Ethics committee expanding investigation into GOP rep over finance questions

The House Ethics committee will expand its investigation into allegations related to Rep. David SchweikertDavid SchweikertHouse Democratic campaign leader predicts bigger majority Democrat Hiral Tipirneni wins Ariz. primary to challenge Rep. David Schweikert Ethics watchdog finds 'substantial' evidence of improper spending by Rep. Sanford Bishop MORE's (R-Az.) dealing with his aide.

Oliver Schwab, Schweikert's former chief of staff, was allegedly paid by the congressman's campaign beyond the permitted limit for outside earned income for senior congressional staffers.

According to a committee statement, they are looking into whether Schweikert and Schwab may have used money from the representative's member allowance for "impermissible purposes," whether campaign staff made "improper campaign contributions," whether Schwab got paid too much and whether Schwab may have incorrectly filed disclosure statements.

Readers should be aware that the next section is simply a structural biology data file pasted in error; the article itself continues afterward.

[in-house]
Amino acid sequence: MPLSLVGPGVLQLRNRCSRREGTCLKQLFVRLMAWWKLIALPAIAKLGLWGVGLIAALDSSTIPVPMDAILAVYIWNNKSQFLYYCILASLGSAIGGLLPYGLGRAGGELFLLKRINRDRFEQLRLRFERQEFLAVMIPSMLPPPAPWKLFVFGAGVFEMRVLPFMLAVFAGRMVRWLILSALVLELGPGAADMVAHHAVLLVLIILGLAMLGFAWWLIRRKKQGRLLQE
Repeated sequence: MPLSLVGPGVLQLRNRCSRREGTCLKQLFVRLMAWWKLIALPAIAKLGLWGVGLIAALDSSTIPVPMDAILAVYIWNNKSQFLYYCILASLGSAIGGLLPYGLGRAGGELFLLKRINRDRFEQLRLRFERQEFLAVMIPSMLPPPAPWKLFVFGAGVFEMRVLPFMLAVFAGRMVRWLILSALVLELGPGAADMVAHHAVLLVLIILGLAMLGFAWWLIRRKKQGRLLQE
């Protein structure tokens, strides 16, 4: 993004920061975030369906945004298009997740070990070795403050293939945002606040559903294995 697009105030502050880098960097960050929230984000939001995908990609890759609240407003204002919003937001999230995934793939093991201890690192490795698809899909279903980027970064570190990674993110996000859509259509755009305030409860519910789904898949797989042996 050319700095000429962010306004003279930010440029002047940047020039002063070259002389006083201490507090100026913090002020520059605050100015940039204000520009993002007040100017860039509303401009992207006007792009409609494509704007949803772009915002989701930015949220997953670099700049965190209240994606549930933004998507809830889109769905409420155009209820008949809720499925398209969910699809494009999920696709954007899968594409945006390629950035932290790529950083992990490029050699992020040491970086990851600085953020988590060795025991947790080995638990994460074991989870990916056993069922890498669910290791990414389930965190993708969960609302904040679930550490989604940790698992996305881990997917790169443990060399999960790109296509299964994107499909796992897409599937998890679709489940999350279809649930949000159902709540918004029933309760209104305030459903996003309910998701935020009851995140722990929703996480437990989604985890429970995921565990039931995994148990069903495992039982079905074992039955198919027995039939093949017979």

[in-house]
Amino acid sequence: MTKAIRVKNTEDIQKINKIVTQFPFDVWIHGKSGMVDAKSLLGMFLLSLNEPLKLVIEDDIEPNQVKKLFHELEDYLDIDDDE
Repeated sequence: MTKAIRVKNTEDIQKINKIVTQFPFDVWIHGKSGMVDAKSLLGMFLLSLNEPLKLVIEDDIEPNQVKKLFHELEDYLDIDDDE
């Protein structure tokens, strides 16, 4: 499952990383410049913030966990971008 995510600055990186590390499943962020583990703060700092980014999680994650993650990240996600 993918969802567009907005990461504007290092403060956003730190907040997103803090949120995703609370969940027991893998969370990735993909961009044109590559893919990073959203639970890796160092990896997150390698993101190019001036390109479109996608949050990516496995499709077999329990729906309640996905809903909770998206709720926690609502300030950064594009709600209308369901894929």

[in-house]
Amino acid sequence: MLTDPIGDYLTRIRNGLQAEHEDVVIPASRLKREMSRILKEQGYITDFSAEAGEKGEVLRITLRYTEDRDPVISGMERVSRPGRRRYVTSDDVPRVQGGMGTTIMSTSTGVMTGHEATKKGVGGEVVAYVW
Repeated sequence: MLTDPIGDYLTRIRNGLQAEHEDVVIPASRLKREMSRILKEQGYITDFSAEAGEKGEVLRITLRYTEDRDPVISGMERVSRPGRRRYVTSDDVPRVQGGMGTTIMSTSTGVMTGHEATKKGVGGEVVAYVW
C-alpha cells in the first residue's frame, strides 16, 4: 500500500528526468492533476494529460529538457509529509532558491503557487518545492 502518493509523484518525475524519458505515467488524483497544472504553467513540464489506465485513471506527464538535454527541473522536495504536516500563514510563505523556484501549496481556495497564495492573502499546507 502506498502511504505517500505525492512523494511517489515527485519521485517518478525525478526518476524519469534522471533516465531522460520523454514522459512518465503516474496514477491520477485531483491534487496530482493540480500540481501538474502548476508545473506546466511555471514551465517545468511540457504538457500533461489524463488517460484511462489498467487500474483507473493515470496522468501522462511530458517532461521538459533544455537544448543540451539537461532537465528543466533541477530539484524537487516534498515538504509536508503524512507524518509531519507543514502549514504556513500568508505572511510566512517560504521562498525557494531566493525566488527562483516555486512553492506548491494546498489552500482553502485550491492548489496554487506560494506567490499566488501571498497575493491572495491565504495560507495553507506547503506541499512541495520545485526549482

The investigation was opened in June, and expanded Thursday to include additional findings by OCE.


Specifically, the committee will now look into whether Schweikert used "official resources to benefit his campaign or pressured congressional staff to perform political activity," "authorized compensation to an employee who did not perform duties commensurate with his House employment,” "received loans or gifts from a congressional employee," or omitted information on disclosure statements.

Schweikert’s press secretary told Politico Thursday that “we look forward to providing any information necessary to the Ethics Committee to resolve this matter.”

After Schwab resigned in July, he said would become a U.S. Coast Guard-licensed maritime captain. Instead, he became the executive vice president for public policy at Virtua Partners and started a new new strategic consulting firm, Sounding Partners.